Reunion planners hope alumni will bring photos, mementos and memories of their country school days.
For more information, or to join a committee, contact Dorothy (Marquette) Hlinsky at 320-763-7402."


The only thing that flushed was Duane's face
By Stan Rolfsrud
As I prepared the press release for our upcoming reunion, it was hard not to embellish it. Recently a letter-to-the-editor appeared in the local newspaper, the Alexandria Echo/Press. In it a student, hoping to promote a school bond issue, lamented the deteriorated condition of Jefferson High School, referring to it as a “curmbling crypt.”
Goodness, I thought.  Do the toilets flush? Are the bathrooms heated? Well ok then, young feller, just shut up and go back to class. Why, I remember the day. . .
I suppose it was about 1953. It’s hard to remember exactly. I do remember that eight grades worth of country kids had just spilled outside for recess and were getting a game organized when the most peculiar thing happened: the bell rang. Surprised, we obediently headed back to our one-room schoolhouse. “Just the boys, just the boys” somebody shouted. This was really odd and unprecedented.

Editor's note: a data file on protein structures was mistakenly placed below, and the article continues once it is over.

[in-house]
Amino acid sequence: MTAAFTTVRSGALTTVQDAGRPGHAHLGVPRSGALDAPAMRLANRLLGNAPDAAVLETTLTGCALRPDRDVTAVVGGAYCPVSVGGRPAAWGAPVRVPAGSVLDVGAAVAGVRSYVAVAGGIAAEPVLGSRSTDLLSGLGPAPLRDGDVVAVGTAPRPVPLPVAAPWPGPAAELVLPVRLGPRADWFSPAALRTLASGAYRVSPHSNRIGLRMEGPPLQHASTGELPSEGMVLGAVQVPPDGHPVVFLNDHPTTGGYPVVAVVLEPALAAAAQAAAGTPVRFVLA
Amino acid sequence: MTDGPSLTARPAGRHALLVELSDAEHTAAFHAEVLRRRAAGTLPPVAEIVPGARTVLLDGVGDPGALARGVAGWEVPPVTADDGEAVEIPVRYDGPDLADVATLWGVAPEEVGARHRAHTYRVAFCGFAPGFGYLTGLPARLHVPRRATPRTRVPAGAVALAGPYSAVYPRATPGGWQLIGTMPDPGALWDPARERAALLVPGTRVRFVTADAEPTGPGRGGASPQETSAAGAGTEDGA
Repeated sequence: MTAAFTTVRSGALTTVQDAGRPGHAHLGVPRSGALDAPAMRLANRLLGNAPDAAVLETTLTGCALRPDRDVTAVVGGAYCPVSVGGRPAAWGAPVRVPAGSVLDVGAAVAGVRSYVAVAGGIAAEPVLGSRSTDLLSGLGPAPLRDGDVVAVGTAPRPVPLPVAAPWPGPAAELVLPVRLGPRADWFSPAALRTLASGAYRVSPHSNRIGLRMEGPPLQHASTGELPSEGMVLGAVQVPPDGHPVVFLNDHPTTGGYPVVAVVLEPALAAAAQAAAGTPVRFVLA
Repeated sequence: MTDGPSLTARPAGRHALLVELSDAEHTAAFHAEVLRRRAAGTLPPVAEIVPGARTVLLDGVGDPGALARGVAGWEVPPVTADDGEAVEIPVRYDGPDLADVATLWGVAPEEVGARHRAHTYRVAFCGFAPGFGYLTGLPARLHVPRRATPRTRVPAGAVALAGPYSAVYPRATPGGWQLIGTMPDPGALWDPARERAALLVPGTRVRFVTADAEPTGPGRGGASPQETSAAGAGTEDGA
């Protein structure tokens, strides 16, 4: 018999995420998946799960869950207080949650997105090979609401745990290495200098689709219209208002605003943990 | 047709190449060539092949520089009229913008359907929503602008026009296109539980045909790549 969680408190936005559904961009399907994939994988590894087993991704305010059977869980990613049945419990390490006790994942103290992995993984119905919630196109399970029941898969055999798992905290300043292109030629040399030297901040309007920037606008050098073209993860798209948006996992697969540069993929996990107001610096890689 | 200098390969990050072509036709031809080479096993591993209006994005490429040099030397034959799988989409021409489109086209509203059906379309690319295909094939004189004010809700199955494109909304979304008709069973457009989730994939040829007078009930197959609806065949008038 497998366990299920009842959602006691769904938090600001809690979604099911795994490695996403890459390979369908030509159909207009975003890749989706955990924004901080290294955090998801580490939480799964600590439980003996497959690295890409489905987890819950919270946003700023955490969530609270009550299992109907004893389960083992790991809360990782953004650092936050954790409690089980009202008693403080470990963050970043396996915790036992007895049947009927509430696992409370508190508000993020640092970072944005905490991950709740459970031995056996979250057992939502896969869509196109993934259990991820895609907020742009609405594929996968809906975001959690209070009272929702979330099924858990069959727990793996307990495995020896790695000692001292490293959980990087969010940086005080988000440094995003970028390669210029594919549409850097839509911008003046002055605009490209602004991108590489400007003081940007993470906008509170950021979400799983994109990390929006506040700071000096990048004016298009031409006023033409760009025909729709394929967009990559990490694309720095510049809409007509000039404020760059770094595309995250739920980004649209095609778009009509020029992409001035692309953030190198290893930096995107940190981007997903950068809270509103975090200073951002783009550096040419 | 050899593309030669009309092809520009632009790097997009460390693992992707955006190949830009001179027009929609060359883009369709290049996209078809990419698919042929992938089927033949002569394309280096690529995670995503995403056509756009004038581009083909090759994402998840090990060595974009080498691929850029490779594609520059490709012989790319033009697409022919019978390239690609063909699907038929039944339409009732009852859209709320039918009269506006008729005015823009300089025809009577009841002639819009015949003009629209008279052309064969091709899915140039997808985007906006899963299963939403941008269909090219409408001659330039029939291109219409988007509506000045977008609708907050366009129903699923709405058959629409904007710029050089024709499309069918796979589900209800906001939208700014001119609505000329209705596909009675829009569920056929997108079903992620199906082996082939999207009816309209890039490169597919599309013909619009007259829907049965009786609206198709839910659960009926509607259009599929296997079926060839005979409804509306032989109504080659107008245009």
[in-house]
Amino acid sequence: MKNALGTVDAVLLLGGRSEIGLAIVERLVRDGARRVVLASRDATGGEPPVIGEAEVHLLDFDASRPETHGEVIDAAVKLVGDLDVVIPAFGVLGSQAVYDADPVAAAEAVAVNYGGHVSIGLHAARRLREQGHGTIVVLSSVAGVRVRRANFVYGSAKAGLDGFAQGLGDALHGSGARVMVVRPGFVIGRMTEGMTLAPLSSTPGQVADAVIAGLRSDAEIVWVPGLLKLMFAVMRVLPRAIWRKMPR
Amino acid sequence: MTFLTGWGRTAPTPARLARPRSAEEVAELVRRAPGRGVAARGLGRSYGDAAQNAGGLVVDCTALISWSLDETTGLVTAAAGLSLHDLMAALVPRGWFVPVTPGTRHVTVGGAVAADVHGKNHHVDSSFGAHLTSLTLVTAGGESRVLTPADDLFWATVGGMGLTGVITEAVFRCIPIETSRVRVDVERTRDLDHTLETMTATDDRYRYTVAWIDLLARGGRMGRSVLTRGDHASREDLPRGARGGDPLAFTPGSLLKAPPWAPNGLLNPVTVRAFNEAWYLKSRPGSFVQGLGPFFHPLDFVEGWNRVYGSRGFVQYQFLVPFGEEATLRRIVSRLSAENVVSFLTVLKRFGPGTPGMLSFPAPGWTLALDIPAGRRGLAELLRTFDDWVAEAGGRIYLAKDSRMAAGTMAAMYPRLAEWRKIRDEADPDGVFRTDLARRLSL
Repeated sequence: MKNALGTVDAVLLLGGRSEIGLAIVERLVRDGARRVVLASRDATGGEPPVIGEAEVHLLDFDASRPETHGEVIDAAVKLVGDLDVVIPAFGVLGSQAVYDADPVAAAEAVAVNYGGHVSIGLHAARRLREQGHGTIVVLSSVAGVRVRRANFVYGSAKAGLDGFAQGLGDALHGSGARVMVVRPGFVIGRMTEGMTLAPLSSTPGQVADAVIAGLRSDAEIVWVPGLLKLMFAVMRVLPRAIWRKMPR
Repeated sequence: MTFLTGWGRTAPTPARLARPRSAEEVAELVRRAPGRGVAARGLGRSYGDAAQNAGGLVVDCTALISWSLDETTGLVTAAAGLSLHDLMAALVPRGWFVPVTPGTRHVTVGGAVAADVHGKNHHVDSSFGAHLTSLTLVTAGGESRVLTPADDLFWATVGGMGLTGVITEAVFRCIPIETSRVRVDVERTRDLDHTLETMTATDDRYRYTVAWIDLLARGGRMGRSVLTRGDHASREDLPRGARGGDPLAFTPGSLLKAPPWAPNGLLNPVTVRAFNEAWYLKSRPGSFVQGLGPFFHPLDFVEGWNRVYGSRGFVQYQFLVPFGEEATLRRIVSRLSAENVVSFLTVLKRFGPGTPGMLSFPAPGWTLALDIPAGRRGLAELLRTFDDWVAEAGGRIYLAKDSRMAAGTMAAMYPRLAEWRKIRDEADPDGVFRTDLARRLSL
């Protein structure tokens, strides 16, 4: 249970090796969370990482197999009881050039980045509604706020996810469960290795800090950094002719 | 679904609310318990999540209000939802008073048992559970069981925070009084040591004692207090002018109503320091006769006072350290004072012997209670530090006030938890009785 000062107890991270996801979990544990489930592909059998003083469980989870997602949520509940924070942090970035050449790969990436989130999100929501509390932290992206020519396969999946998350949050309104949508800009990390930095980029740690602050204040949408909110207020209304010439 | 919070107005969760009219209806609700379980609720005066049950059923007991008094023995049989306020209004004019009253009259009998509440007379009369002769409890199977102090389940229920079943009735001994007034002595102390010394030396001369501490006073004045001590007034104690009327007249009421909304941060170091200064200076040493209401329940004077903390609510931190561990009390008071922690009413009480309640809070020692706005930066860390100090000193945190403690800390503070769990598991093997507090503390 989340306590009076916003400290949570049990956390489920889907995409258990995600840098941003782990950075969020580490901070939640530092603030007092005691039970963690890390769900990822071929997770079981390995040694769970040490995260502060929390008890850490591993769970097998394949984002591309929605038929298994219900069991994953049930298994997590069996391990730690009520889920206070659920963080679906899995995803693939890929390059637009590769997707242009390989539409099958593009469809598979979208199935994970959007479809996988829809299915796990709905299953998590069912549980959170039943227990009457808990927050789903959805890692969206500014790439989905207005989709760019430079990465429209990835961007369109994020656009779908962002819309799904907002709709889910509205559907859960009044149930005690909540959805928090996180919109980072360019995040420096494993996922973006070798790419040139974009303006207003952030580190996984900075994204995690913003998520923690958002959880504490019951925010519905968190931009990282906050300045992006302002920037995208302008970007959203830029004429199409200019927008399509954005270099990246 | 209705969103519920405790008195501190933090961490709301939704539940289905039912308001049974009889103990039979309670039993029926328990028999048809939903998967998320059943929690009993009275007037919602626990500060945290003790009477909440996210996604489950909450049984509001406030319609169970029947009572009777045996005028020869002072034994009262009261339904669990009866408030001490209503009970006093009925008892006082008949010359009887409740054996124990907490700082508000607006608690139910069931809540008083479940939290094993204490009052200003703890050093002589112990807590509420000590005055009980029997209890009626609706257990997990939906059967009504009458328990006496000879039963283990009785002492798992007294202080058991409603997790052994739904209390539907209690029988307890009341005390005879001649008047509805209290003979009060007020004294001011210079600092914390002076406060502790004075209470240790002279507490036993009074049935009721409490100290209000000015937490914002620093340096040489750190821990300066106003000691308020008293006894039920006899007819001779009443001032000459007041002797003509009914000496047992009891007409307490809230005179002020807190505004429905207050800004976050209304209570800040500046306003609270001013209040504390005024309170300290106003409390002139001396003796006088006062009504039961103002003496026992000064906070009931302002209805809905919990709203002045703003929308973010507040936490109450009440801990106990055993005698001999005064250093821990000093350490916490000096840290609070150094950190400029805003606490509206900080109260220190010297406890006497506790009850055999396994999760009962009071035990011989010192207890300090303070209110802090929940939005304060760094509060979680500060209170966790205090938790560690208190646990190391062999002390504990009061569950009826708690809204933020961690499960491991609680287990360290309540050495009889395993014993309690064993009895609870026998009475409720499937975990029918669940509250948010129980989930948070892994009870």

All the males from District 24 quickly and silently assembled before Mrs. Barsness, baffled by this curious interruption.
About 20 yards behind the schoolhouse there were two small outhouses, their corners conveniently serving as first base and third base. On the third base line was the boys biffy. A ball hit over its roof was a foul. Anything bouncing off the wall was in play. Inside was a classic two-holer with a special added device that allowed the boys to remain standing. This clever handcrafted item sped the process of relieving the male student body and drastically reduced demand for the two sitting positions.  It was simple. A bread-pan deep trough with a sheet-metal backboard was hung against the inside wall. This drained into an opening cut through the side of the bench built over the abyss, where a fantastic icicle formed during winter months. About three feet wide, it was just enough for two small boys to stand side-by-side before it, true Brothers of the Trough. No one ever called it a urinal.
The outhouse was swept out daily and paper changed as necessary by a schoolmate assigned to the role by the duly-elected student body president. Remarkably, there was very little, if any, grafitti. There were a number of reasons for this. 1) It was forbidden and we were a timid and obedient lot; 2) everyone knew everyone else’s handwriting and were prone to tattle; 3) you spent as little time as possible in there.
I present you with all this detail to prepare you for The Big Incident.